When woke corporations started attacking Georgia over its new voting law, Coca-Cola led the charge. Its chief executive James Quincey went on television to declare the law “unacceptable.”
But now, following outrage by Republicans over corporate America’s attempt to do the Democrats’ bidding on state election law issues, Coke isn’t so sure that alienating a large portion of the electorate is a good idea.
Thus, as Karen Townsend observes, Coke’s name didn’t appear on a two-page ad in yesterday’s print editions of the New York Times and Washington Post that expressed opposition to voting law reforms under consideration in various states. Delta Airlines, another leader in the charge against Georgia’s law, also declined to join in the latest effort to virtue signal and help Democrats.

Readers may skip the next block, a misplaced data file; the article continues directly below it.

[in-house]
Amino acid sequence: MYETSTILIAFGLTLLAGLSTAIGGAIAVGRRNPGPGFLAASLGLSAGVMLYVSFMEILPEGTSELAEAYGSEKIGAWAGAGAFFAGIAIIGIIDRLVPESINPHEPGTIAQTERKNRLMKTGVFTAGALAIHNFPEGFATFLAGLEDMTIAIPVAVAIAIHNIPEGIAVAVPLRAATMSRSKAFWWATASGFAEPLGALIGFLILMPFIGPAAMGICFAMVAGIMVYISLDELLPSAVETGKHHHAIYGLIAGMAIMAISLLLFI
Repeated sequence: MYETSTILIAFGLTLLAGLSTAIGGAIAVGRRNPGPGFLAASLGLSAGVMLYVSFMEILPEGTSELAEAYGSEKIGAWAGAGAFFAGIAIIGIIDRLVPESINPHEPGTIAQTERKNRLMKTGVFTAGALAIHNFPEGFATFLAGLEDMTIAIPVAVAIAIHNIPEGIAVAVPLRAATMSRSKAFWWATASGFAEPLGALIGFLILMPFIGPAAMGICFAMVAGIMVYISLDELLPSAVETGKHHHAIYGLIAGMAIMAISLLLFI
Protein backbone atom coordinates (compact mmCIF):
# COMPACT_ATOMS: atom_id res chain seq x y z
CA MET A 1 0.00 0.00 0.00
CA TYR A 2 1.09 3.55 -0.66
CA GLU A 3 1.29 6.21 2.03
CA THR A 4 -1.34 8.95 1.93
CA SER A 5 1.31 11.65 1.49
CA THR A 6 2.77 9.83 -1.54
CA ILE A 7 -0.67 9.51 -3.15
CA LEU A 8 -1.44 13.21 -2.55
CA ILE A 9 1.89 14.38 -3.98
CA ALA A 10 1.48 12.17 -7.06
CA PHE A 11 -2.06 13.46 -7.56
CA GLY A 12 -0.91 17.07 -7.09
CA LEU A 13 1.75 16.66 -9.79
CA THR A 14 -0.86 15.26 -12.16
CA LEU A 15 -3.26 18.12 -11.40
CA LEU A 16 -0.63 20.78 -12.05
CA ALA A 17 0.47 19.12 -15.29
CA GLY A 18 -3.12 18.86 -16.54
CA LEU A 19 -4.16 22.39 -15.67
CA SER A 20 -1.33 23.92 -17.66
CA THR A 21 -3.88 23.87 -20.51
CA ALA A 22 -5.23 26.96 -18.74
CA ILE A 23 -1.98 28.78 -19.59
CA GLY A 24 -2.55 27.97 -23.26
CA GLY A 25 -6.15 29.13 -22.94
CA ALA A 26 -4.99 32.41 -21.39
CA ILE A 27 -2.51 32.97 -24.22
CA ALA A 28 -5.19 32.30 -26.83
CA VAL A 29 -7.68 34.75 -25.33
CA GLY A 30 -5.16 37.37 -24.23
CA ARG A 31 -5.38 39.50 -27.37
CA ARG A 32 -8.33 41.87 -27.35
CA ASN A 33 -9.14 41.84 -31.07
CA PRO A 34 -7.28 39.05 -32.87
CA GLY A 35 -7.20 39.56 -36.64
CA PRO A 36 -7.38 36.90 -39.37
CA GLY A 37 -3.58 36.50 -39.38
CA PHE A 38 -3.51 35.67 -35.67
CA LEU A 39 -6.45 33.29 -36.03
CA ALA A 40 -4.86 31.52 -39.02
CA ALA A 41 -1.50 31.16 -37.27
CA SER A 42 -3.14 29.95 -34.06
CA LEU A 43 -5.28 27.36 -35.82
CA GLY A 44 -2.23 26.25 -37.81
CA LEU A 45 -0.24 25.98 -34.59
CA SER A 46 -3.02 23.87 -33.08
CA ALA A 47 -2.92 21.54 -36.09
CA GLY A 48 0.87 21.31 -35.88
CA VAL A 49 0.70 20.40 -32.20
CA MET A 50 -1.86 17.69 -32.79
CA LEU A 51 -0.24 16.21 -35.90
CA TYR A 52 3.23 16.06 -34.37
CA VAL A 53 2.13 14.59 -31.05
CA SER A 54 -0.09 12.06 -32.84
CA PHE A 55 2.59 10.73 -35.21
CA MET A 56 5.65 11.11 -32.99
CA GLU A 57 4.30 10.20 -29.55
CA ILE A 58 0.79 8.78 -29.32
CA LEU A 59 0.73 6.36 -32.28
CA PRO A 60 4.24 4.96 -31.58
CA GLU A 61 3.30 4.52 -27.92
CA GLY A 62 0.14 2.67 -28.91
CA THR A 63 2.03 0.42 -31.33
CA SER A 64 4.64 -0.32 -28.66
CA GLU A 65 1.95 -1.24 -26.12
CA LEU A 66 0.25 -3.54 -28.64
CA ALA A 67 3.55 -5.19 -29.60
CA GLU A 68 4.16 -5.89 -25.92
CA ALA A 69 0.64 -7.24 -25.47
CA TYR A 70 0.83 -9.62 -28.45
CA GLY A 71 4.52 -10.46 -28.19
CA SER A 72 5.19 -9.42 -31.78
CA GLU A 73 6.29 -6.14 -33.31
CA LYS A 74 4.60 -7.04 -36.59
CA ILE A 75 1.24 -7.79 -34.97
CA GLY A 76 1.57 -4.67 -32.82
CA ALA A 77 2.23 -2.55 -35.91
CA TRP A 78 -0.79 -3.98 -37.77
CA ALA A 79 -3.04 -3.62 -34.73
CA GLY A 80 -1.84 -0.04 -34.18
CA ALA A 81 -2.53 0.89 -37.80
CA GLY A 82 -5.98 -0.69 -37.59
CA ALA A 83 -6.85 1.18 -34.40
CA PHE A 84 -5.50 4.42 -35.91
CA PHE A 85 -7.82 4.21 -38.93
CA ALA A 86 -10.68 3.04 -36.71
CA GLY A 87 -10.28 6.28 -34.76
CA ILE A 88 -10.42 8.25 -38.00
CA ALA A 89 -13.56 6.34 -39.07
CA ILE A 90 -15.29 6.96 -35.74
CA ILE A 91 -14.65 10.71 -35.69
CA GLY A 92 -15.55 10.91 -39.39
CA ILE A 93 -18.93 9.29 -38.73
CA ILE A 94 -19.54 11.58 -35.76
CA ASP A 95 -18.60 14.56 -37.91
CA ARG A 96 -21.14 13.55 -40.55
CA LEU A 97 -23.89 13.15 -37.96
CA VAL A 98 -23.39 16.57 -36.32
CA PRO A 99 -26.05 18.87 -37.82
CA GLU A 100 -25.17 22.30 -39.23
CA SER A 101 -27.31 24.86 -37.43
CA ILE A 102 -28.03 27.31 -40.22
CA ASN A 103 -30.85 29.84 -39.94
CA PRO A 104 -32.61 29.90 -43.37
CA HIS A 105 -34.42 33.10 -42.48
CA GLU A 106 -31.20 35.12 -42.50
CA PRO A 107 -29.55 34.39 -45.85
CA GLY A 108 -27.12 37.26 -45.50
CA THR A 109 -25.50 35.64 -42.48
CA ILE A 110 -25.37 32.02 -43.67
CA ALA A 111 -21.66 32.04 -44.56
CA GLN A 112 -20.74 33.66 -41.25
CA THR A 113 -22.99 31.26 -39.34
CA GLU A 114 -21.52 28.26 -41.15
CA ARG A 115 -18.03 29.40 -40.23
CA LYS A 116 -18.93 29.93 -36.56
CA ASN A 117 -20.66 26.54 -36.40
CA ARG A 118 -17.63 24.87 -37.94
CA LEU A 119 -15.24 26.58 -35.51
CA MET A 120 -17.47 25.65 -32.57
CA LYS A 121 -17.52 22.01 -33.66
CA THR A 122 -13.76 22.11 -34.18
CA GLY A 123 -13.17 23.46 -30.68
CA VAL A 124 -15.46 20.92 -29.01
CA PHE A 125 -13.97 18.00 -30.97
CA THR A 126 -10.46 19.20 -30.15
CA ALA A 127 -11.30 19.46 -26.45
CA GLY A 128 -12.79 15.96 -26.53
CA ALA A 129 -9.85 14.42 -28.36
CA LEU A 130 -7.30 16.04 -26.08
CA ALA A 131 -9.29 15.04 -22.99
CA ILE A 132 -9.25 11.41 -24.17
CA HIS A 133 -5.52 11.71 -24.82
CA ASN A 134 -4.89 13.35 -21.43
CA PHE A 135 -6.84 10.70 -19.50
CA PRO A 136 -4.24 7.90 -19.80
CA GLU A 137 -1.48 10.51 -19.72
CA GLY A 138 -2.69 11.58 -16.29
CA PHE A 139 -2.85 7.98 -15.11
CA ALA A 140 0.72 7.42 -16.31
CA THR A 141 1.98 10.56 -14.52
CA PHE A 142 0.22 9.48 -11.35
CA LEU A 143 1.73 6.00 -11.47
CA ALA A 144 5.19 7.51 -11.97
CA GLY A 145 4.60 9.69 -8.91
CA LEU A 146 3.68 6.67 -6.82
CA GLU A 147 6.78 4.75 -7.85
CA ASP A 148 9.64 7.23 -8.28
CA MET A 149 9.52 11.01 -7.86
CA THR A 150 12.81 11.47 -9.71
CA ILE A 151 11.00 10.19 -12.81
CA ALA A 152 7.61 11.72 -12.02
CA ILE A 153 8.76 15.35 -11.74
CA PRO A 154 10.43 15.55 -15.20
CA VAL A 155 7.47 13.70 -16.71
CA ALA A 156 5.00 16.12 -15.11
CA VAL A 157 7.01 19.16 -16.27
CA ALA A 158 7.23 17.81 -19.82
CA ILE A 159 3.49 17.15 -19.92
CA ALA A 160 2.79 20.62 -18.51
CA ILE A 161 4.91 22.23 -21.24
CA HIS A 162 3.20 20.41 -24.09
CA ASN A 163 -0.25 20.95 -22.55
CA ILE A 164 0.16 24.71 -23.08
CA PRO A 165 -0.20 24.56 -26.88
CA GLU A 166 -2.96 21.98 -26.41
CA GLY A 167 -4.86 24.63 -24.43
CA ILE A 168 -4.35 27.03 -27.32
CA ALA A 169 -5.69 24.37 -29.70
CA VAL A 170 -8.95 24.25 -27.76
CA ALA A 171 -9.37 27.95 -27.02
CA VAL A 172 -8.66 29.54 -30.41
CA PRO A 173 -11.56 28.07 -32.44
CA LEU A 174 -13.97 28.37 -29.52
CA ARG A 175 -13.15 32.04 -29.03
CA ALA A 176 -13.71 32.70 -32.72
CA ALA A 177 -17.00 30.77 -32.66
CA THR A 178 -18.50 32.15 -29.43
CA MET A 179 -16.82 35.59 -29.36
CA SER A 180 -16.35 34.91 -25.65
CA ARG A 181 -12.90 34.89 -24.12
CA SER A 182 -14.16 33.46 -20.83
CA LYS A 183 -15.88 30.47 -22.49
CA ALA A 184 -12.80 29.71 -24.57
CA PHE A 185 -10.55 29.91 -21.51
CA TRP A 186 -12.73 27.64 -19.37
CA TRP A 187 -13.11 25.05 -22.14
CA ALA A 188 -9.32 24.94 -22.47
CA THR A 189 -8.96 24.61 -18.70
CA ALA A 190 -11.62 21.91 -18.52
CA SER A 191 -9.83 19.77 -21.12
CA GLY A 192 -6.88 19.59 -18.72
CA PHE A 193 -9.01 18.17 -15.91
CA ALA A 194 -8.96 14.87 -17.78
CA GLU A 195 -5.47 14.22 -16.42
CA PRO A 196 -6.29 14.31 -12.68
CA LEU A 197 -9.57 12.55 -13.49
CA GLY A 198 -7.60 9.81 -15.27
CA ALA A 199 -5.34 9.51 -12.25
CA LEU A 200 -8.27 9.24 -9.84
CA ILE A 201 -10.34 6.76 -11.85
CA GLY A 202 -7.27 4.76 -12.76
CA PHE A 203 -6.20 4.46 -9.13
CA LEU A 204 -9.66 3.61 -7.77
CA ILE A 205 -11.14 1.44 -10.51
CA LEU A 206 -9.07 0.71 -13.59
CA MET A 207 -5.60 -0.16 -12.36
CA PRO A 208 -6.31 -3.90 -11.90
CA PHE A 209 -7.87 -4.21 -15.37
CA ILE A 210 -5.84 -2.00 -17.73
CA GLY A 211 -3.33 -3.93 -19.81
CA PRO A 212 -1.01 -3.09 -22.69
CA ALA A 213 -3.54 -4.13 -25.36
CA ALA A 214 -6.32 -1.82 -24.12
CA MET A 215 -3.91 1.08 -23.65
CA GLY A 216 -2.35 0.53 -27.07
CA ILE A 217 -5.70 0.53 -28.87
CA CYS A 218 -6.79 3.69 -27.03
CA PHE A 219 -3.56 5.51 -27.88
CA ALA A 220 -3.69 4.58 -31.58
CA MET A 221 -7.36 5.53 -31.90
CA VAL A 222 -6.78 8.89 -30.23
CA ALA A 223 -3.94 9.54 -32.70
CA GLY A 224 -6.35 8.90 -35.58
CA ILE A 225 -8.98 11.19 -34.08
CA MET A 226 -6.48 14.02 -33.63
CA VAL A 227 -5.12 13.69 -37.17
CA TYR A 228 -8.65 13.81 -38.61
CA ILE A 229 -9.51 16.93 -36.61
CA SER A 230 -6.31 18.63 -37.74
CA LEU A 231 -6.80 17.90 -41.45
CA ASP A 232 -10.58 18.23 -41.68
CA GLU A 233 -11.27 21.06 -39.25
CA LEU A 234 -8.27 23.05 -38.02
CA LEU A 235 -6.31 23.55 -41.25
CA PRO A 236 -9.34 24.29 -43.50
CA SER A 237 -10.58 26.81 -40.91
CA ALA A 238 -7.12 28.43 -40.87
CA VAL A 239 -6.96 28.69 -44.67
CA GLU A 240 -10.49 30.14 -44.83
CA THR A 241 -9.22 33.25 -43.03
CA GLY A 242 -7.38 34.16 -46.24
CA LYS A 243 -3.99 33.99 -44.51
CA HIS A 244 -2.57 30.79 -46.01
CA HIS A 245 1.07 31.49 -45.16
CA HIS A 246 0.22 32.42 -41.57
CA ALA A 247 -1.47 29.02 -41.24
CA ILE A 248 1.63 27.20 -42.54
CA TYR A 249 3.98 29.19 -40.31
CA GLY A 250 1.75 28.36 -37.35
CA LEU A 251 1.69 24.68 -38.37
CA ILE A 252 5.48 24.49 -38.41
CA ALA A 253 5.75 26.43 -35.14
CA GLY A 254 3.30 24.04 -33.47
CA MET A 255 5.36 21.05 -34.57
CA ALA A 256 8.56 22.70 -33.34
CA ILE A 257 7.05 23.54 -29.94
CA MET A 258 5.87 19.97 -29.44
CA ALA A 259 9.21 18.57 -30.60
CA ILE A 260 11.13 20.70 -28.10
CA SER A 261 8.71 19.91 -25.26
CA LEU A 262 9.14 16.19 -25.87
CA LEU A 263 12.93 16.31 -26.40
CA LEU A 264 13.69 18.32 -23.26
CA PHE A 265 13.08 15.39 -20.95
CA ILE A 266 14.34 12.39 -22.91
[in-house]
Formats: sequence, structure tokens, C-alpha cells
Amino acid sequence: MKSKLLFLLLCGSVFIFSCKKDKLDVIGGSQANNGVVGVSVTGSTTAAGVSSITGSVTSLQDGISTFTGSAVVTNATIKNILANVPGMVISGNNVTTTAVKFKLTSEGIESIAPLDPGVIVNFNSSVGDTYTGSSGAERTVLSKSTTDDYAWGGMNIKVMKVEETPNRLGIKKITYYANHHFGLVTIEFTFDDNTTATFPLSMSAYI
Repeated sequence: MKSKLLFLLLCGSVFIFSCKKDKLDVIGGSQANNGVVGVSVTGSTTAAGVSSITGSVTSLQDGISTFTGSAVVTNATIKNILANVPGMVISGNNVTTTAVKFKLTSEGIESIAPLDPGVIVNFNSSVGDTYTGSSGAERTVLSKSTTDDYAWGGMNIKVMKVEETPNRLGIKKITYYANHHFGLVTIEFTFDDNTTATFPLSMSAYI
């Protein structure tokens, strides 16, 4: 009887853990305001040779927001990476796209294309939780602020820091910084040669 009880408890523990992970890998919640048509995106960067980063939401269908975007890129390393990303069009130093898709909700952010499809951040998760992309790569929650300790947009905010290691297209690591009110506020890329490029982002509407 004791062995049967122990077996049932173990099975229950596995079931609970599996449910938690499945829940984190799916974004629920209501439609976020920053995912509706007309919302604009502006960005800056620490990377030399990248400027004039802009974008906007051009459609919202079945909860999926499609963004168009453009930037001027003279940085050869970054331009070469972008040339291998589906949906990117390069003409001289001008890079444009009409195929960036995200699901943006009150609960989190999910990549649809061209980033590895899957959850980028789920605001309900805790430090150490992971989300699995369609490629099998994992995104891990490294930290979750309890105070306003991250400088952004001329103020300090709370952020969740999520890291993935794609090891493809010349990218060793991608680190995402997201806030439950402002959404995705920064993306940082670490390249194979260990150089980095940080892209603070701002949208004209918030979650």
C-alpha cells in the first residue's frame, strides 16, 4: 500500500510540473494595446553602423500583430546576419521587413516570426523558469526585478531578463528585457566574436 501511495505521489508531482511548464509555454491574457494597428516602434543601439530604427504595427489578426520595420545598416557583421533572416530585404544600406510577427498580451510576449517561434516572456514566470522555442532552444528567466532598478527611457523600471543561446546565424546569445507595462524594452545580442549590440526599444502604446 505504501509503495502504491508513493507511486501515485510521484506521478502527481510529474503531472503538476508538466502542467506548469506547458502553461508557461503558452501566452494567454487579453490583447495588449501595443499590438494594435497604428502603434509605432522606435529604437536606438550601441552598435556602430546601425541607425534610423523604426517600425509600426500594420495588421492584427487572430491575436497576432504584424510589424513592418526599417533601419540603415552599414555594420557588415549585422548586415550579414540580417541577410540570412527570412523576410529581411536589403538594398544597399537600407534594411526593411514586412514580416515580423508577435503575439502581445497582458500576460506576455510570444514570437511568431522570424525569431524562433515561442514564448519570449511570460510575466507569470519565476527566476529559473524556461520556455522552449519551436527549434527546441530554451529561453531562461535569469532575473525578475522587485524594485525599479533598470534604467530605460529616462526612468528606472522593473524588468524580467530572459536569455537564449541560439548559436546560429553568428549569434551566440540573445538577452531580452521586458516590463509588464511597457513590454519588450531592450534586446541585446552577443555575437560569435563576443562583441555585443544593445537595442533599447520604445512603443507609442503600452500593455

General Motors, Netflix, Starbucks, BlackRock, Target, Facebook, Bank of America, MasterCard, and, inevitably, United Airlines were among the virtue signalers. …
Unacceptably racist and woke:
But, whatever it’s now saying about voting, Coke hasn’t given up on woke. As we reported here, the company is requiring that law firms representing it set aside 30 percent of billable hours on Coke matters for “diverse” attorneys, with at least half of that time going to Black attorneys. This, despite the fact that Blacks make up only about 5 percent of Americans licensed to practice law. …
Coca-Cola has brazenly announced that it is basing contracting decisions on race. It is thumbing its nose at the nation’s civil rights laws. There can be no common ground with Coke on this.